Anxiety: a path forward

Woman in shades of pink walks forward into a canopy of trees

I keep changing and changing and changing this title, but in truth, I know exactly what I’m going to say. The conundrum, of course, is that while I have learned that anxiety, even lifelong, chronic anxiety struggles, can get better, I also don’t want to be one of those people promising you snake oil or making you feel invisible if your anxiety proves to be way more stubborn than my own challenges have been.

So, with that caveat, here’s an update on where I’m at, how I did it, and what I can suggest for other people who are struggling too.

The Recap

Last October, I started having panic attacks. Debilitating ones, that were really getting in the way of my work and my life. While I had experienced perhaps a half dozen panic attacks while living in an RV and traveling the US, I was otherwise completely new to them. And when I’d had them, they hadn’t gotten in the way of my work or my life – I knew what triggered them, and within a few hours, I’d been able to move on from them.

But last fall was different. My husband was really worried. I was really worried too; as the current primary breadwinner in our relationship, and with a husband who was a full-time student, what if I couldn’t pay our bills? So I was having panic attacks and I was spiraling further, getting anxious about having anxiety, which I’ve since read is a sign of an anxiety disorder rather than simply anxiety (which everyone has on some level, and which is 100% normal, to my totally not clinical but still very educated on anxiety understanding).

On one particularly bad day, after a series of particularly bad days, I wanted to go to the mental health clinic. But, of course, I was anxious to go. I didn’t know what to expect. I didn’t quite believe they’d let me in, especially because I hadn’t received my health card yet (which is your ticket to free health care as a Canadian resident).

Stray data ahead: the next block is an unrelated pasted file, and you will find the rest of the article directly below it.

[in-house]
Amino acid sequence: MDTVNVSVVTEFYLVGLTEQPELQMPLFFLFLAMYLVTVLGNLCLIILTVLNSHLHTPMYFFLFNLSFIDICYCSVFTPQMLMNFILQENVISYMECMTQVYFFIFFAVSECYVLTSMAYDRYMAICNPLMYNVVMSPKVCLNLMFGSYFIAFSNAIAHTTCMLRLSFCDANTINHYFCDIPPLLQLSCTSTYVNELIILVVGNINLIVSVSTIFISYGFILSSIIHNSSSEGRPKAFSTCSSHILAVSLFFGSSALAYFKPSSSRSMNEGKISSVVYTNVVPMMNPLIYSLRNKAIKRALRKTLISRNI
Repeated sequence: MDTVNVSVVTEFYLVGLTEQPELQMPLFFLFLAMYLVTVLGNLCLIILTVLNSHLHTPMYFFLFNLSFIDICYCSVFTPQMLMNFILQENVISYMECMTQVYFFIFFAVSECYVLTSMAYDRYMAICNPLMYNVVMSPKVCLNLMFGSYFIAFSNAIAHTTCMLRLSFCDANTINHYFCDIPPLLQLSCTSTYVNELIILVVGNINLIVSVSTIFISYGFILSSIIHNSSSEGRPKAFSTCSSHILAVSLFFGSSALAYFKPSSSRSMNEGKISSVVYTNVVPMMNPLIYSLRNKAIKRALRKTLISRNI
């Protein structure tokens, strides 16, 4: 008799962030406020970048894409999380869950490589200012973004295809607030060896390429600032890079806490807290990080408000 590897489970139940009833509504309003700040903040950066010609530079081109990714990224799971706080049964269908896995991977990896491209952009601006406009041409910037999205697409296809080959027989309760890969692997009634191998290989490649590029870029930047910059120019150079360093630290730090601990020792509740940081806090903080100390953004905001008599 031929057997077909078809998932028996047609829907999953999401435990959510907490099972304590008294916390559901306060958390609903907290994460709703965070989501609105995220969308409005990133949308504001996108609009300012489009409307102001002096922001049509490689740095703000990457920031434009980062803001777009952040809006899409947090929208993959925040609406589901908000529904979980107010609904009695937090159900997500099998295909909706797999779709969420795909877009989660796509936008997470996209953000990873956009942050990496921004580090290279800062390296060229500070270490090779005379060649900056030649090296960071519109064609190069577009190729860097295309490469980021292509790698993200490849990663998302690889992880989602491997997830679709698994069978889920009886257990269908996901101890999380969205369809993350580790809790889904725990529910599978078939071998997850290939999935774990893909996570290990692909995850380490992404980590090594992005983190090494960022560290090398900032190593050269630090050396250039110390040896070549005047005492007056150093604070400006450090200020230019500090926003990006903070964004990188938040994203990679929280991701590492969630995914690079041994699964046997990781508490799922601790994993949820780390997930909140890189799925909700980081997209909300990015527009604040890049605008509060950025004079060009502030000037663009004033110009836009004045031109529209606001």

My loving husband took me. He sat with me patiently in the car, and he came inside with me too. And the therapist I saw was so affirming, so understanding, and so encouraging as she got me on the list for free province-provided therapy. She even believed me and took notes when I told her I’d recently realized the ample supplies of nightshade vegetables I’d been filling my diet with were apparently a huge anxiety trigger (tomatoes, peppers, potatoes, and eggplant were filling my diet during this harvest season), based on my own Googled research.

This began more than six months of challenges as I waited, and waited, and waited to get that free therapy. Backing off the nightshade vegetables helped make the panic attacks less frequent (think 1-2 per week rather than daily), and I finally signed up online with my first therapist since college. She went from being okay for a few months, helping me to treat the anxiety, to being completely awful, around the same time I was seeing a very mediocre (at least for me) free therapist (finally) provided by the province.

Things Began Shifting

By the spring, a few things began shifting in my life:

  • I wrapped a contract with a client that had been having a negative effect on my mental health for a very long time, giving me space to begin healing from what I later realized was pretty intense burnout
  • The work I’d been doing on myself using the Enneagram was paying off, and I was seeing the benefits in my relationship with Ross, with my family and friends, and most importantly in my relationship with myself too
  • I found a new therapist who was NIGHT AND DAY from my previous experiences; she’s still supporting me, and I am grateful every day that I didn’t give up on finding the right person for me